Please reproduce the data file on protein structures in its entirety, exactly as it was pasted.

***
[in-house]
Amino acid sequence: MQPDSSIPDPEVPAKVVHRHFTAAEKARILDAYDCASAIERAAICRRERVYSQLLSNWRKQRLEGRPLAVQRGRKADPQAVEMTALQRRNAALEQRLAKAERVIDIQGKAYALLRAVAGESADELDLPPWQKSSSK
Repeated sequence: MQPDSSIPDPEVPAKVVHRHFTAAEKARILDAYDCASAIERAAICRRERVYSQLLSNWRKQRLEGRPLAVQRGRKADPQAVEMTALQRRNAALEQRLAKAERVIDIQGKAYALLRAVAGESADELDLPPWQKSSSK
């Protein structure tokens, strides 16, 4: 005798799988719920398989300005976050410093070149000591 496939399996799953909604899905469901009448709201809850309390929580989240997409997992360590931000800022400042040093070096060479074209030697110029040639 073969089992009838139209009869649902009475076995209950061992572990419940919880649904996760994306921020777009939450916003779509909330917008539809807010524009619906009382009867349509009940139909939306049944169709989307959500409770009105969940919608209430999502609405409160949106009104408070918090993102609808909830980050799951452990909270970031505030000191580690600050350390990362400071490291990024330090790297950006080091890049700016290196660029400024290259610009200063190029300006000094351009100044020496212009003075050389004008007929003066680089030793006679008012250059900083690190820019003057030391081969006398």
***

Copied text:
[in-house]
Amino acid sequence: MQPDSSIPDPEVPAKVVHRHFTAAEKARILDAYDCASAIERAAICRRERVYSQLLSNWRKQRLEGRPLAVQRGRKADPQAVEMTALQRRNAALEQRLAKAERVIDIQGKAYALLRAVAGESADELDLPPWQKSSSK
Repeated sequence: MQPDSSIPDPEVPAKVVHRHFTAAEKARILDAYDCASAIERAAICRRERVYSQLLSNWRKQRLEGRPLAVQRGRKADPQAVEMTALQRRNAALEQRLAKAERVIDIQGKAYALLRAVAGESADELDLPPWQKSSSK
């Protein structure tokens, strides 16, 4: 005798799988719920398989300005976050410093070149000591 496939399996799953909604899905469901009448709201809850309390929580989240997409997992360590931000800022400042040093070096060479074209030697110029040639 073969089992009838139209009869649902009475076995209950061992572990419940919880649904996760994306921020777009939450916003779509909330917008539809807010524009619906009382009867349509009940139909939306049944169709989307959500409770009105969940919608209430999502609405409160949106009104408070918090993102609808909830980050799951452990909270970031505030000191580690600050350390990362400071490291990024330090790297950006080091890049700016290196660029400024290259610009200063190029300006000094351009100044020496212009003075050389004008007929003066680089030793006679008012250059900083690190820019003057030391081969006398």